posted by CAA — Dec 16, 2019
CAA endorses its affiliate society, the Arts Council of the African Studies Association (ACASA), in condemning recent reports of theft, property damage, as well as violence at the Palace of Bafut in Cameroon.
The site is an important part of the history and culture of the Bafut population in the northwest region of Cameroon, and continues to function as a center for religious rites and ceremonies. The violence and destruction to the Bafut Palace threatens the safety and identity of the Bafut people and the maintenance of their distinctive cultural traditions. As such it deserves protection from the Republic of Cameroon and pressure from organizations and governments to restore damaged structures and return stolen artifacts.
Read ACASA’s statement below.
Statement Concerning Destruction of Cultural Patrimony in Bafut
20 November 2019
The Arts Council of the African Studies Association (ACASA)—an independent professional association which exists to facilitate communication among scholars, teachers, students, artists, museum specialists, collectors, and all others interested in the arts of Africa and the African Diaspora—condemns the violent aggression perpetrated by the Republic of Cameroon against the Palace of Bafut, a site included on UNESCO’s Tentative List of World Heritage Sites since 2006. Human Rights Watch reports that “On September 24 , soldiers from the Rapid Intervention Battalion (BIR) attacked and looted the Royal Palace in Bafut, North-West region.” (https://www.hrw.org/news/2019/10/11/world-heritage-site-attacked-cameroon#) Fon Abumbi II of Bafut protested the aggression in a letter dated September 24, 2019 and addressed to the Governor of North West Region. In addition to causing damage to buildings within the palace and perpetrating violence against those who had been neither charged nor tried in a court of law, these troops representing the authority of the State shamelessly stole historical objects from the palace museum.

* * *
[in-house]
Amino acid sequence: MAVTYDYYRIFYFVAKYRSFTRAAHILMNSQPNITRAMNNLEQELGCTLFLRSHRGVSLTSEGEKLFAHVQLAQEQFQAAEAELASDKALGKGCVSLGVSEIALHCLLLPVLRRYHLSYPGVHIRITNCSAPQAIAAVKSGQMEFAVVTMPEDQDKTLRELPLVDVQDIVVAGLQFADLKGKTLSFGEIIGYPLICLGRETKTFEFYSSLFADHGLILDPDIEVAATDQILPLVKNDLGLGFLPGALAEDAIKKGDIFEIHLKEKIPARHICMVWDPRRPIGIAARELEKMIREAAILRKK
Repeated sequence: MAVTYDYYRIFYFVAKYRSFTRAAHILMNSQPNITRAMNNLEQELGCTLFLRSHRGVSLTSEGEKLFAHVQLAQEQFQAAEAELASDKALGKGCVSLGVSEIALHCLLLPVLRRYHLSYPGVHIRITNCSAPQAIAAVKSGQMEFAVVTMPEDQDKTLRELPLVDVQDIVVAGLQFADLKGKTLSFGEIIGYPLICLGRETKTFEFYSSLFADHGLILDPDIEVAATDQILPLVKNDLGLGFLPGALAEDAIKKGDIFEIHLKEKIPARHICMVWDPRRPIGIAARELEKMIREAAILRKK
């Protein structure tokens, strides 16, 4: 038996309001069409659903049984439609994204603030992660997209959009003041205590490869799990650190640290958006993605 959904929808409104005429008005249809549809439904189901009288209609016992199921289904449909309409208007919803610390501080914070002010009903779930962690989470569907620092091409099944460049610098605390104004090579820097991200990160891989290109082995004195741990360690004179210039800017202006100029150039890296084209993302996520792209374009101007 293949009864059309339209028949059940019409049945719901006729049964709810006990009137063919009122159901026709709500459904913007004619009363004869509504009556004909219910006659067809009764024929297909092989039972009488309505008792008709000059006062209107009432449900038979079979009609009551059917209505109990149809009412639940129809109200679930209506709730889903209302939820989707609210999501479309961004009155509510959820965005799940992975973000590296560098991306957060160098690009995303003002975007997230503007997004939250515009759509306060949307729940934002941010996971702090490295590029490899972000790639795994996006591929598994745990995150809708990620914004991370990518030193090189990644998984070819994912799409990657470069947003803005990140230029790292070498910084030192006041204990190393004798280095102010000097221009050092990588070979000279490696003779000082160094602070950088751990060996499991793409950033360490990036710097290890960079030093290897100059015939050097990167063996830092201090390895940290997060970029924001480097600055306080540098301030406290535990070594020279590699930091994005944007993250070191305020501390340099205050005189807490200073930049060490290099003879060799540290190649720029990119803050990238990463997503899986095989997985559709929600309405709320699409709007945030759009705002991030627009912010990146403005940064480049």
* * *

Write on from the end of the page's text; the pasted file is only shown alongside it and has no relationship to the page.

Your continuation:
According to the World Monuments Fund, the palace “embodies Bafut cultural identity and remains a center for religious rites and traditional ceremonies. Over 50 houses are clustered around the site’s spiritual core, Achum Shrine, and are used by the Fon (king), his wives, and the royal court.” (https://www.wmf.org/project/bafut-palace) The palaces and museums of the North West Region of Cameroon serve as invaluable repositories of the long-standing traditions and material cultures of these vibrant kingdoms. These palaces and associated sites—where ritual practices have long been performed—foster and house the heritages, both tangible and intangible of these communities. The violent destruction and looting of such a site may be understood as an attempt to erase the cultural identity of the Bafut population. As a site listed on the Tentative List of World Heritage Sites, Bafut Palace is recognized as holding even greater than just local significance, constituting a primary locus of cultural heritage for the entirety of Cameroon, and indeed the world. The Cameroonian State must treat these places as the internationally significant cultural heritage sites that they are.
ACASA calls on the Republic of Cameroon to protect sites of cultural heritage as required by being party to the 1954 Hague Convention for the Protection of Cultural Property. According to Article 4(3) of the aforementioned convention, it is the obligation of the State “to prohibit, prevent and, if necessary, put a story to any form of theft, pillage or misappropriation of, and any acts of vandalism directed against, cultural property….” In light of this international obligation, the Cameroonian State must bring to justice and punish appropriately those responsible for this heinous act. Furthermore, every effort must be taken to return looted items of cultural heritage to the palace museum of Bafut.
Paul Biya, President of the Republic of Cameroon
Henri Etoundi Essomba, Ambassador of the Republic of Cameroon to the US
Peter Henry Barlein, US Ambassador to the Republic of Cameroon
Narcisse Mouelle Kombi, Minister of Arts and Culture for the Republic of Cameroon
World Monuments Fund